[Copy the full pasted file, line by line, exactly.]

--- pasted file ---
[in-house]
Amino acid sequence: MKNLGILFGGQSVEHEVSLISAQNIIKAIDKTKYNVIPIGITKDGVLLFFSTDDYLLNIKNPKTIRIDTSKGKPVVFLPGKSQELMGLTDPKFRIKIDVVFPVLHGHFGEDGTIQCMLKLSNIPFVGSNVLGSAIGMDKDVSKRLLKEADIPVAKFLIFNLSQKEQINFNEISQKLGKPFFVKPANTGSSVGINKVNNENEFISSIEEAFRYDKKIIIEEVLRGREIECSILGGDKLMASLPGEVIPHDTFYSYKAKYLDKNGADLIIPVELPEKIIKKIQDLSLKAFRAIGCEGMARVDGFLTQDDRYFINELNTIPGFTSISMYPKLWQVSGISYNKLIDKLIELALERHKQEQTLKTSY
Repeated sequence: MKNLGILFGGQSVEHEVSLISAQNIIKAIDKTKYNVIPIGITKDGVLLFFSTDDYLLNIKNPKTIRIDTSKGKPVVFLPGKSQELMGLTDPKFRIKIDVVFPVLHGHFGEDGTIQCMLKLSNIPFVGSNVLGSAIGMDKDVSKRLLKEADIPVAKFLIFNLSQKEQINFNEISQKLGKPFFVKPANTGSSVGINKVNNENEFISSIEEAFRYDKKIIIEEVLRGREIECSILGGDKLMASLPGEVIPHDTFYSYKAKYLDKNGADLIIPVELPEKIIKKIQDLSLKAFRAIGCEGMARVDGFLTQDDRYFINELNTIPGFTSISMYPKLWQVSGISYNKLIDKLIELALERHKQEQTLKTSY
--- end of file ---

[in-house]
Amino acid sequence: MKNLGILFGGQSVEHEVSLISAQNIIKAIDKTKYNVIPIGITKDGVLLFFSTDDYLLNIKNPKTIRIDTSKGKPVVFLPGKSQELMGLTDPKFRIKIDVVFPVLHGHFGEDGTIQCMLKLSNIPFVGSNVLGSAIGMDKDVSKRLLKEADIPVAKFLIFNLSQKEQINFNEISQKLGKPFFVKPANTGSSVGINKVNNENEFISSIEEAFRYDKKIIIEEVLRGREIECSILGGDKLMASLPGEVIPHDTFYSYKAKYLDKNGADLIIPVELPEKIIKKIQDLSLKAFRAIGCEGMARVDGFLTQDDRYFINELNTIPGFTSISMYPKLWQVSGISYNKLIDKLIELALERHKQEQTLKTSY
Repeated sequence: MKNLGILFGGQSVEHEVSLISAQNIIKAIDKTKYNVIPIGITKDGVLLFFSTDDYLLNIKNPKTIRIDTSKGKPVVFLPGKSQELMGLTDPKFRIKIDVVFPVLHGHFGEDGTIQCMLKLSNIPFVGSNVLGSAIGMDKDVSKRLLKEADIPVAKFLIFNLSQKEQINFNEISQKLGKPFFVKPANTGSSVGINKVNNENEFISSIEEAFRYDKKIIIEEVLRGREIECSILGGDKLMASLPGEVIPHDTFYSYKAKYLDKNGADLIIPVELPEKIIKKIQDLSLKAFRAIGCEGMARVDGFLTQDDRYFINELNTIPGFTSISMYPKLWQVSGISYNKLIDKLIELALERHKQEQTLKTSY